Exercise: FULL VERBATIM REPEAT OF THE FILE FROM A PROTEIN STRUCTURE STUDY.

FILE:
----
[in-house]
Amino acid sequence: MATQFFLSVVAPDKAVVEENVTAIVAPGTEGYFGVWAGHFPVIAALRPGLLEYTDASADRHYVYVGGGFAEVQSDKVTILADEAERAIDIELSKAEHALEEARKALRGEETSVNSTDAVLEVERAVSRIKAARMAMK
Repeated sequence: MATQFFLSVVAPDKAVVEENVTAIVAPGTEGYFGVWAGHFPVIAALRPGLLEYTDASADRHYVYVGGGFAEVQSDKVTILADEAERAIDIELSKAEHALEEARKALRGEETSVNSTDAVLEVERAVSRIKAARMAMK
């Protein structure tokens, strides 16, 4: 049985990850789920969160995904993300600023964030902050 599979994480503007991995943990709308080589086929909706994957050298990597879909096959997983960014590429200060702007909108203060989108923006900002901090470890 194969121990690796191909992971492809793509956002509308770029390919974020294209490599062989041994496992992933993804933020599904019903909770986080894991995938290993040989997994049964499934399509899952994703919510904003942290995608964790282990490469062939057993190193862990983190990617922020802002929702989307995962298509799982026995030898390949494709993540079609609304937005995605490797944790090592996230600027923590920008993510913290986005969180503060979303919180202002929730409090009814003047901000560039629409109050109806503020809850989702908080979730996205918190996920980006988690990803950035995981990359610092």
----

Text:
[in-house]
Amino acid sequence: MATQFFLSVVAPDKAVVEENVTAIVAPGTEGYFGVWAGHFPVIAALRPGLLEYTDASADRHYVYVGGGFAEVQSDKVTILADEAERAIDIELSKAEHALEEARKALRGEETSVNSTDAVLEVERAVSRIKAARMAMK
Repeated sequence: MATQFFLSVVAPDKAVVEENVTAIVAPGTEGYFGVWAGHFPVIAALRPGLLEYTDASADRHYVYVGGGFAEVQSDKVTILADEAERAIDIELSKAEHALEEARKALRGEETSVNSTDAVLEVERAVSRIKAARMAMK
């Protein structure tokens, strides 16, 4: 049985990850789920969160995904993300600023964030902050 599979994480503007991995943990709308080589086929909706994957050298990597879909096959997983960014590429200060702007909108203060989108923006900002901090470890 194969121990690796191909992971492809793509956002509308770029390919974020294209490599062989041994496992992933993804933020599904019903909770986080894991995938290993040989997994049964499934399509899952994703919510904003942290995608964790282990490469062939057993190193862990983190990617922020802002929702989307995962298509799982026995030898390949494709993540079609609304937005995605490797944790090592996230600027923590920008993510913290986005969180503060979303919180202002929730409090009814003047901000560039629409109050109806503020809850989702908080979730996205918190996920980006988690990803950035995981990359610092």